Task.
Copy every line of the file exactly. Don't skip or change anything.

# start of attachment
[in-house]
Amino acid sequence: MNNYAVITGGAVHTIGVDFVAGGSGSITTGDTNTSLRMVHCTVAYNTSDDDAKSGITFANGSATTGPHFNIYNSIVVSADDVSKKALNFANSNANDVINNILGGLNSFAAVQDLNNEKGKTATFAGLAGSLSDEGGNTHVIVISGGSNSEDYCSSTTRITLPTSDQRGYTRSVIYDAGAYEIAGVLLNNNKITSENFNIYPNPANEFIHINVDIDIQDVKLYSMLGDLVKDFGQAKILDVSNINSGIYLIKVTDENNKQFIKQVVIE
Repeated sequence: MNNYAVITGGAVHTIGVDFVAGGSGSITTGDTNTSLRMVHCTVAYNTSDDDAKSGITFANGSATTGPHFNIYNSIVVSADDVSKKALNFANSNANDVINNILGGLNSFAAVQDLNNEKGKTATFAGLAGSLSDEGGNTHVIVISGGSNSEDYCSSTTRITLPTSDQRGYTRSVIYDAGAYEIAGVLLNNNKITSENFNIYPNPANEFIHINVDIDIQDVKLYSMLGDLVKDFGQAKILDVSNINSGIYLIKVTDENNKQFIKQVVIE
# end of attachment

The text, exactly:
[in-house]
Amino acid sequence: MNNYAVITGGAVHTIGVDFVAGGSGSITTGDTNTSLRMVHCTVAYNTSDDDAKSGITFANGSATTGPHFNIYNSIVVSADDVSKKALNFANSNANDVINNILGGLNSFAAVQDLNNEKGKTATFAGLAGSLSDEGGNTHVIVISGGSNSEDYCSSTTRITLPTSDQRGYTRSVIYDAGAYEIAGVLLNNNKITSENFNIYPNPANEFIHINVDIDIQDVKLYSMLGDLVKDFGQAKILDVSNINSGIYLIKVTDENNKQFIKQVVIE
Repeated sequence: MNNYAVITGGAVHTIGVDFVAGGSGSITTGDTNTSLRMVHCTVAYNTSDDDAKSGITFANGSATTGPHFNIYNSIVVSADDVSKKALNFANSNANDVINNILGGLNSFAAVQDLNNEKGKTATFAGLAGSLSDEGGNTHVIVISGGSNSEDYCSSTTRITLPTSDQRGYTRSVIYDAGAYEIAGVLLNNNKITSENFNIYPNPANEFIHINVDIDIQDVKLYSMLGDLVKDFGQAKILDVSNINSGIYLIKVTDENNKQFIKQVVIE